Community members reflect on life of Ryerson journalism student ‘Oli’ Dundas

In Campus News, News1 Comment

Reading Time: 4 minutes

By Edward Djan

Family, friends, classmates and faculty members are mourning the loss of Ryerson journalism student Olivier Dundas. He died the night of Jan. 8 at the age of 20 after being fatally shot in the area of Church and Bloor streets.

Dundas is remembered by those who knew him as an outgoing, kind person with a strong passion for sports. Many who interacted with Dundas knew him simply as ‘Oli.’

Annie Bergeron, Dundas’ mother and a Ryerson interior design alumna, said his passion for sports started at a young age.

“Oli’s nickname was ‘olithegoalie,’ Bergeron said. “We put him in hockey camp, and he took to it like a fish to water. He then started to play house league at Moss Park.”

When Dundas’ team required every player to try out to be goalie, Bergeron said he initially wasn’t sure if he wanted to be in the position. Dundas didn’t have a lot of practice on ice as a goalie which made him apprehensive. Despite his worry, he still tried out for the position and ended up enjoying it.

“When he was coming off the ice, I remember I opened the door for him. He looked at me and said, ‘I want to be a goalie,’ after one game,” she said. Bergeron believes it was the time he spent as a goalie while playing living room hockey with his best friend that prepared him to play the position for years.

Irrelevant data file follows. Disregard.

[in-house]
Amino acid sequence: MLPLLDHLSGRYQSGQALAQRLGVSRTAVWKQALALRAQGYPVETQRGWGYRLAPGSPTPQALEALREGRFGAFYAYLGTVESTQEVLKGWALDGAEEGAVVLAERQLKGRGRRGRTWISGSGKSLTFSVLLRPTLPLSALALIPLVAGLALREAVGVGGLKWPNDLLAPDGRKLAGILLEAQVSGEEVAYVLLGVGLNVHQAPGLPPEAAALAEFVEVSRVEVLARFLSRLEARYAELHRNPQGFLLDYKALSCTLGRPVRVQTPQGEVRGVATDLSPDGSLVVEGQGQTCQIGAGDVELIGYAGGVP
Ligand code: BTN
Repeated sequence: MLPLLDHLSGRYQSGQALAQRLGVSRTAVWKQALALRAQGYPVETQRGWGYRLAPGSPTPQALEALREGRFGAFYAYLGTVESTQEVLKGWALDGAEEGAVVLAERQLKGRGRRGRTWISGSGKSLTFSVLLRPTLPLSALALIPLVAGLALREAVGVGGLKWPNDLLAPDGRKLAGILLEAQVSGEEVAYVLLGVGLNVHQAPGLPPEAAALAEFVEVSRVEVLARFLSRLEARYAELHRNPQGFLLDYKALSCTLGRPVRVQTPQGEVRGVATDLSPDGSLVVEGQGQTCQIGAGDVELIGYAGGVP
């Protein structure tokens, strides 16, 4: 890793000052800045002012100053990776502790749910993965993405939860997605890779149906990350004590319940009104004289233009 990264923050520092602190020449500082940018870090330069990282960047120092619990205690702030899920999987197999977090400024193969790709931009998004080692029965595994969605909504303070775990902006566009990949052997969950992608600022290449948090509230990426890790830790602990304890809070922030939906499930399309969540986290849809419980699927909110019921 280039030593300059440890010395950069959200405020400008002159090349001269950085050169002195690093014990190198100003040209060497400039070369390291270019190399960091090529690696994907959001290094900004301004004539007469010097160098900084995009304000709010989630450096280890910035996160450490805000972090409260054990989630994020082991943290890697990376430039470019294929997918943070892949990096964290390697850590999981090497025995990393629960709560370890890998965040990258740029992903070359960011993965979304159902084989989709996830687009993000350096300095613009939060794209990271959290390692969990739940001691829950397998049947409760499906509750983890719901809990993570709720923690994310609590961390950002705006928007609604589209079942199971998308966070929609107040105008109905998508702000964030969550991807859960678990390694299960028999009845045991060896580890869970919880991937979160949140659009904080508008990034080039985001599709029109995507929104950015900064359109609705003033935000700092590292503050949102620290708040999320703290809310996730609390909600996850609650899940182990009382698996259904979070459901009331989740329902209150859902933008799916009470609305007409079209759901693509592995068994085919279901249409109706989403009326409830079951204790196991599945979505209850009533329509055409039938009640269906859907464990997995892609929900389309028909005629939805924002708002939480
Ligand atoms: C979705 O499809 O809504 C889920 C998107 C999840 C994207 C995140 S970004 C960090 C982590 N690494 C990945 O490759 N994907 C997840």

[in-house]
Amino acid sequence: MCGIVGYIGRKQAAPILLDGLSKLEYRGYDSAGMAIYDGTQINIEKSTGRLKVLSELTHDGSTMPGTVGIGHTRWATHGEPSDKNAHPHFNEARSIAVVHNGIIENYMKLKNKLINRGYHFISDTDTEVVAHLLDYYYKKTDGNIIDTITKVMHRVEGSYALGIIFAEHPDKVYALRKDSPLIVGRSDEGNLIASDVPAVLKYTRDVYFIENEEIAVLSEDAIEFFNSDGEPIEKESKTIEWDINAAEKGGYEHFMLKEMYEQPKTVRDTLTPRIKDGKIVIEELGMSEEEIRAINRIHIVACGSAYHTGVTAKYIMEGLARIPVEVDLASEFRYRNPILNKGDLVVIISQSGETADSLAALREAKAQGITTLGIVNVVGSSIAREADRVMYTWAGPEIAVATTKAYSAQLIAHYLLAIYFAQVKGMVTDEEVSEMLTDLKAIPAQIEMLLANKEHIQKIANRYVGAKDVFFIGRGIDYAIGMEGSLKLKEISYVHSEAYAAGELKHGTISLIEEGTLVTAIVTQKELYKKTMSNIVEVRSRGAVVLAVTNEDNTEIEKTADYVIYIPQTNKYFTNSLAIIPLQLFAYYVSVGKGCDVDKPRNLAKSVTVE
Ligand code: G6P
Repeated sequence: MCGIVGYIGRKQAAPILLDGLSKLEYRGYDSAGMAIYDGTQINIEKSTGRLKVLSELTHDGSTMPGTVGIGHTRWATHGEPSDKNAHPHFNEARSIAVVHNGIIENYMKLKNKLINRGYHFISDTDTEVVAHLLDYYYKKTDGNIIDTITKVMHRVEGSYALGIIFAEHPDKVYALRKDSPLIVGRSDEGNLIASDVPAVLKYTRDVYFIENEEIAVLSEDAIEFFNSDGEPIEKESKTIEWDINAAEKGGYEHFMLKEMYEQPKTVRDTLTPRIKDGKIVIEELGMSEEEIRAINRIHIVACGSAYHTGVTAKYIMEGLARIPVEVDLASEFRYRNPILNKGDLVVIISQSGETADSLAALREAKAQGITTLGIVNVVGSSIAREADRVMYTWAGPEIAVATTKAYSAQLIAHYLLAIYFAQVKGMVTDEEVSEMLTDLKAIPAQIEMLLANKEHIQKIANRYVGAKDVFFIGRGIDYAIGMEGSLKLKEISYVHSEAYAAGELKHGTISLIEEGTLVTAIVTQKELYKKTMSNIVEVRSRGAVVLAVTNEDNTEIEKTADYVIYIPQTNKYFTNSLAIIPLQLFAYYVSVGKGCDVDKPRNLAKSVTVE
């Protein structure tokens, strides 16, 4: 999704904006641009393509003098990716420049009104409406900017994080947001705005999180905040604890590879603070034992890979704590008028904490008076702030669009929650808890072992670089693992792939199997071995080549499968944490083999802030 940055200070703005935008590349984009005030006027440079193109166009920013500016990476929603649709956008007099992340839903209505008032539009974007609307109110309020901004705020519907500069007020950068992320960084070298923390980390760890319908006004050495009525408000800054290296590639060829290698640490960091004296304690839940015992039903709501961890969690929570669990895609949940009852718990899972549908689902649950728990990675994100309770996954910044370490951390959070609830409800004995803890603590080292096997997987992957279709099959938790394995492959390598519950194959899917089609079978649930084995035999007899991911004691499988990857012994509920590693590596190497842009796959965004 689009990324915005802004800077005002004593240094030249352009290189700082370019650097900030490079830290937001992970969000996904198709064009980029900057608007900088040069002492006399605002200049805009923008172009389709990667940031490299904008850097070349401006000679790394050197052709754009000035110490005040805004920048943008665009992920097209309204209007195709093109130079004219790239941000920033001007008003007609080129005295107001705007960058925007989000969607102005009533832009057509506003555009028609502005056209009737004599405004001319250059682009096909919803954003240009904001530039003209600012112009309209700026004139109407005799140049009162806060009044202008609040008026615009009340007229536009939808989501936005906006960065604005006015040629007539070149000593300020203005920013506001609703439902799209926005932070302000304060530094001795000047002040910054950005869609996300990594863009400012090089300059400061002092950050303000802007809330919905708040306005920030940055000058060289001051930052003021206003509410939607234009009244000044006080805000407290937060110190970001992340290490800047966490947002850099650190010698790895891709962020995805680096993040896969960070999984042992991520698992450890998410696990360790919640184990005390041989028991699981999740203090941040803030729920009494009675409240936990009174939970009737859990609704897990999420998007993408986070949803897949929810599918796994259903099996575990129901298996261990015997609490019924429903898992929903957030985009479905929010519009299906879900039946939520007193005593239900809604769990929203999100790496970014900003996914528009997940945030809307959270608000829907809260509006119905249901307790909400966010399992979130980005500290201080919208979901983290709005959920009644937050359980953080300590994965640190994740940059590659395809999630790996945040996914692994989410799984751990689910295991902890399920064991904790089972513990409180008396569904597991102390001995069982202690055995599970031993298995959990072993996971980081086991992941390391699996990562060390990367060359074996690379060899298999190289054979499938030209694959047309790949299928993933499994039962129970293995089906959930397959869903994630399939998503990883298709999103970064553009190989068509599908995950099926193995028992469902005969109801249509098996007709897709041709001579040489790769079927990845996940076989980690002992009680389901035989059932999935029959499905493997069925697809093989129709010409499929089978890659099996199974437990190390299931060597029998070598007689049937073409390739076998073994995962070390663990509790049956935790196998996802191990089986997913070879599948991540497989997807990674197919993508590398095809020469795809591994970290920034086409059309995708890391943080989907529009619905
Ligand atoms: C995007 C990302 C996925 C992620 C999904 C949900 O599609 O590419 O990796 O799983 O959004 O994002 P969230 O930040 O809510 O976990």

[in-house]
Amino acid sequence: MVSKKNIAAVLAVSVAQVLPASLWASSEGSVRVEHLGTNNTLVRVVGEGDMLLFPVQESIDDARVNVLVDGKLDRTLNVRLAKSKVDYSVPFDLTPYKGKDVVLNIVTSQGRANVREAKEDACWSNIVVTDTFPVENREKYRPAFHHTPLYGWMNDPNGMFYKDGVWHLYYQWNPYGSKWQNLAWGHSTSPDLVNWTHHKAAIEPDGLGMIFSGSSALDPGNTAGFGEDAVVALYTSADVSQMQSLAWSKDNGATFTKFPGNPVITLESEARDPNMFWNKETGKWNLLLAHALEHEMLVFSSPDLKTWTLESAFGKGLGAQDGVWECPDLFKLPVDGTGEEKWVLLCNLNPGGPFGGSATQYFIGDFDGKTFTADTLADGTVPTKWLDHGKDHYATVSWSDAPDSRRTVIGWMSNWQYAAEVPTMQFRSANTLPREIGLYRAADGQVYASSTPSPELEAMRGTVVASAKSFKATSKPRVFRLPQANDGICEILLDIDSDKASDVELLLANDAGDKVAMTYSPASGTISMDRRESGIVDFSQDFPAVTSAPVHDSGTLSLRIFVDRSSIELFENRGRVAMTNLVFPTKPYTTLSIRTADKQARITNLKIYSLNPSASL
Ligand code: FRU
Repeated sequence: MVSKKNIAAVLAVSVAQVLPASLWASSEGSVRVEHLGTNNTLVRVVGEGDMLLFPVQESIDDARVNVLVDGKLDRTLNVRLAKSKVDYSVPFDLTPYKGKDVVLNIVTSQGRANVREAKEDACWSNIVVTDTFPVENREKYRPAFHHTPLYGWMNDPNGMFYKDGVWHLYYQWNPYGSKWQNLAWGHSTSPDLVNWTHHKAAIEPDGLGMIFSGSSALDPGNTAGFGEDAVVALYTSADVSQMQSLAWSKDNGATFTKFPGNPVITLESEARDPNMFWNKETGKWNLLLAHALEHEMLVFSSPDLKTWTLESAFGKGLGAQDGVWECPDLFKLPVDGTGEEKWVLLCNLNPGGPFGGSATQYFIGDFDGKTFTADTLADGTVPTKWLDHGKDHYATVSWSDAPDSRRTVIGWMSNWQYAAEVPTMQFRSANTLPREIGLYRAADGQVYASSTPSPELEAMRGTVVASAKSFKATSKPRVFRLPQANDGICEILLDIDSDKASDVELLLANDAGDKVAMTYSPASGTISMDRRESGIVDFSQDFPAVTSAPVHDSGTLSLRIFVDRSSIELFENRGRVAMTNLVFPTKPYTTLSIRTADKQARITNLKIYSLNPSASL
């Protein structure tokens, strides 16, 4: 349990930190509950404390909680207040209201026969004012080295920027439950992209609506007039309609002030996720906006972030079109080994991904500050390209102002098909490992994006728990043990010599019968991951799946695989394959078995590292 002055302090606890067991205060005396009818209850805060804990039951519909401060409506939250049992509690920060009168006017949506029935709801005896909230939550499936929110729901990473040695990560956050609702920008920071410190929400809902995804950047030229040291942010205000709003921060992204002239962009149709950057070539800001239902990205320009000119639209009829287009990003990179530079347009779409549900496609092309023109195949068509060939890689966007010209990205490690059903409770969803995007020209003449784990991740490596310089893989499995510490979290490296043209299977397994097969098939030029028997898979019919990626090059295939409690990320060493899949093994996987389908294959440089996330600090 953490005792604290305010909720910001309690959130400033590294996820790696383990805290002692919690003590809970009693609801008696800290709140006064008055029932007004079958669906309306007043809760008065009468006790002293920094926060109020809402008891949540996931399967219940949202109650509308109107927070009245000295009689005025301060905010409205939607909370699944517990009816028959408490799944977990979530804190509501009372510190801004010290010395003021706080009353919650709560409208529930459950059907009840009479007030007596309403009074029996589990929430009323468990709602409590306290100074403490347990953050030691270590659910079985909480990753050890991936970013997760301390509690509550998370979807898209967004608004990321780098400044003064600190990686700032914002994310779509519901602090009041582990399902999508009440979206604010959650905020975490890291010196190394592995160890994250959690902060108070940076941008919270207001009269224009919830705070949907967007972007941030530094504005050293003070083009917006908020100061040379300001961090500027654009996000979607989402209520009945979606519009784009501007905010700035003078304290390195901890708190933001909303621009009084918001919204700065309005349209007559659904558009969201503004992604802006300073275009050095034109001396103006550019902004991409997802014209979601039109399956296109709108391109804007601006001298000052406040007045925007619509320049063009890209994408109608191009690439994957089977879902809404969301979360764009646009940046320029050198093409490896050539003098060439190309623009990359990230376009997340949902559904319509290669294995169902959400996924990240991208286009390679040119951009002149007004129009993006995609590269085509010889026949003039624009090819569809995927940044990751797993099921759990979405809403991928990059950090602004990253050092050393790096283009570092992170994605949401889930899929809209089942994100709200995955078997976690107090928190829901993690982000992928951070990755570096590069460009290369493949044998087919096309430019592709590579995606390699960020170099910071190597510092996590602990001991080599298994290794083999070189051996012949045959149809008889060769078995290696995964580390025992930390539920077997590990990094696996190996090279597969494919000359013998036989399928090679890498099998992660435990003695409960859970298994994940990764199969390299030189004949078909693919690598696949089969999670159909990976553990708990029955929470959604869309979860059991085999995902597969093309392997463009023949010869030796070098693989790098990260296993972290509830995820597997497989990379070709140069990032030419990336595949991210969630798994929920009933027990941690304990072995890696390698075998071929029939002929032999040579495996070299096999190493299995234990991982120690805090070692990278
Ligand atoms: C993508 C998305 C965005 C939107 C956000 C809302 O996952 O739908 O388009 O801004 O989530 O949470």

“He was born at St. Michael’s Hospital, where he also passed away. He was just an all-in-all Toronto kid and very proud of his roots”

Throughout his nearly decade-long run as a goalie, Dundas won several minor hockey championships, including when he played competitive ‘A’ hockey in the Greater Toronto Hockey League.

When he wasn’t playing hockey, Dundas spent his summers at camp with the YMCA where his favourite themed week was sports week. As a teen, he also developed a love for basketball, where he became an ardent fan of both the Toronto Raptors and Maple Leafs. His love for both Toronto teams went beyond sports, extending to the city.

“He loved Toronto. This was his home.  He had such hometown pride, any artists that came out of here, any sports teams,” Bergeron said. “He was born at St. Michael’s Hospital, where he also passed away. He was just an all-in-all Toronto kid and very proud of his roots.”

His ability to communicate with others early in life regardless of the medium was what led Dundas to extend his roots at the School of Journalism. “He was a very natural presenter. He was always the kid that was picked to be either the emcee or to have bigger speaking parts in middle school plays because he was really comfortable in front of an audience from a very, very young age,” said Bergeron.

“He also always enjoyed writing, from a very young age. He loved Diary of a Wimpy Kid. He would make up his own pretend Diaries-of-a-Wimpy Kid, replicating the cartoon style of these books and then writing his own little adventures. He had a passion for chronicling events.”

One of Dundas’ first journalism instructors, Kevin MacLean, remembered his drive to always better his work. “He was eager to develop, improve and polish his skills to be a young journalist.”

Another thing that stood out to MacLean was his personality. “When I first met him, it wasn’t Olivier, it was just Oli. He was laid back, not pretentious and just a friendly guy,” MacLean said. “He was always happy.”

“He truly was a really happy person. There wasn’t a single time where I’d see him where he would be upset or feeling under the weather”